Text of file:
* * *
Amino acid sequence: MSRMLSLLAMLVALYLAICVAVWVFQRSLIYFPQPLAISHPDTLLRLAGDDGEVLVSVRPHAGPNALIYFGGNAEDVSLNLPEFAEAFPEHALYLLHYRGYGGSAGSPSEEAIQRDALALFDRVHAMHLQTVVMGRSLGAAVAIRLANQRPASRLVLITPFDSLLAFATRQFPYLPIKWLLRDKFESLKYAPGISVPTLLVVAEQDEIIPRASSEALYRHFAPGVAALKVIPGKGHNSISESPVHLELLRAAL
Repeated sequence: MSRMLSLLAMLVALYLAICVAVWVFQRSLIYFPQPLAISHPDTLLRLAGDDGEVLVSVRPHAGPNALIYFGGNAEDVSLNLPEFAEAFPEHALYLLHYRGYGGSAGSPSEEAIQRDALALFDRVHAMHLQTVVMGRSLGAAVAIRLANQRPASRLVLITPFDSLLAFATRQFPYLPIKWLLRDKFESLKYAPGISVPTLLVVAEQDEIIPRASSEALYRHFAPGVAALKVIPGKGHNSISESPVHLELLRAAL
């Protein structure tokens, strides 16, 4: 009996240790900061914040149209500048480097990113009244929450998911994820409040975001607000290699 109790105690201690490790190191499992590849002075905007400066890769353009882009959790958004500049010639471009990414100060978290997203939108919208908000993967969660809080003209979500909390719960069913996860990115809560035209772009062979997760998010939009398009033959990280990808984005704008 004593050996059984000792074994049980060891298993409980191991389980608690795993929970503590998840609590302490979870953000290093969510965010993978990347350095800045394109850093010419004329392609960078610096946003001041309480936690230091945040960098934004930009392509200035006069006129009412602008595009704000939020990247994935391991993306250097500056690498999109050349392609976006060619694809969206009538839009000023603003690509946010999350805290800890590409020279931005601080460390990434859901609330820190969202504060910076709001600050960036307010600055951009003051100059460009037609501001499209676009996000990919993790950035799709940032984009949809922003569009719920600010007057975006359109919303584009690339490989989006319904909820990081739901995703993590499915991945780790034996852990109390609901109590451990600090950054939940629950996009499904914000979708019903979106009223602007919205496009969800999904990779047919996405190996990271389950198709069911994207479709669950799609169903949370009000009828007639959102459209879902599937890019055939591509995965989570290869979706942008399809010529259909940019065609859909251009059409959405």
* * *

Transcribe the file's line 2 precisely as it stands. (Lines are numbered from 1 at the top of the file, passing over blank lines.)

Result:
Repeated sequence: MSRMLSLLAMLVALYLAICVAVWVFQRSLIYFPQPLAISHPDTLLRLAGDDGEVLVSVRPHAGPNALIYFGGNAEDVSLNLPEFAEAFPEHALYLLHYRGYGGSAGSPSEEAIQRDALALFDRVHAMHLQTVVMGRSLGAAVAIRLANQRPASRLVLITPFDSLLAFATRQFPYLPIKWLLRDKFESLKYAPGISVPTLLVVAEQDEIIPRASSEALYRHFAPGVAALKVIPGKGHNSISESPVHLELLRAAL